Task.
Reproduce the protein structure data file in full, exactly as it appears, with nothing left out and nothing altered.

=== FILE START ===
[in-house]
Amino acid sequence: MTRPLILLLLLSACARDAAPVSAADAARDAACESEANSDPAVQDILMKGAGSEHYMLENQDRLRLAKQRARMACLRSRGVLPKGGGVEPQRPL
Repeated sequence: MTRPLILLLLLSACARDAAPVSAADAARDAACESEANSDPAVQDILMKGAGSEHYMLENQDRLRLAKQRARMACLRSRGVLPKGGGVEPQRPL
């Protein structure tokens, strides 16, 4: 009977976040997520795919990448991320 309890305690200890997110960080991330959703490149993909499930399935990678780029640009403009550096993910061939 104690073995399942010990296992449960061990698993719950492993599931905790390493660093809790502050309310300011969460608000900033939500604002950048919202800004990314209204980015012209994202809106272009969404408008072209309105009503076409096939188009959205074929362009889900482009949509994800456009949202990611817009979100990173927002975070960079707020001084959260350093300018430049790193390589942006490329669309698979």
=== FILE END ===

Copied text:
[in-house]
Amino acid sequence: MTRPLILLLLLSACARDAAPVSAADAARDAACESEANSDPAVQDILMKGAGSEHYMLENQDRLRLAKQRARMACLRSRGVLPKGGGVEPQRPL
Repeated sequence: MTRPLILLLLLSACARDAAPVSAADAARDAACESEANSDPAVQDILMKGAGSEHYMLENQDRLRLAKQRARMACLRSRGVLPKGGGVEPQRPL
């Protein structure tokens, strides 16, 4: 009977976040997520795919990448991320 309890305690200890997110960080991330959703490149993909499930399935990678780029640009403009550096993910061939 104690073995399942010990296992449960061990698993719950492993599931905790390493660093809790502050309310300011969460608000900033939500604002950048919202800004990314209204980015012209994202809106272009969404408008072209309105009503076409096939188009959205074929362009889900482009949509994800456009949202990611817009979100990173927002975070960079707020001084959260350093300018430049790193390589942006490329669309698979």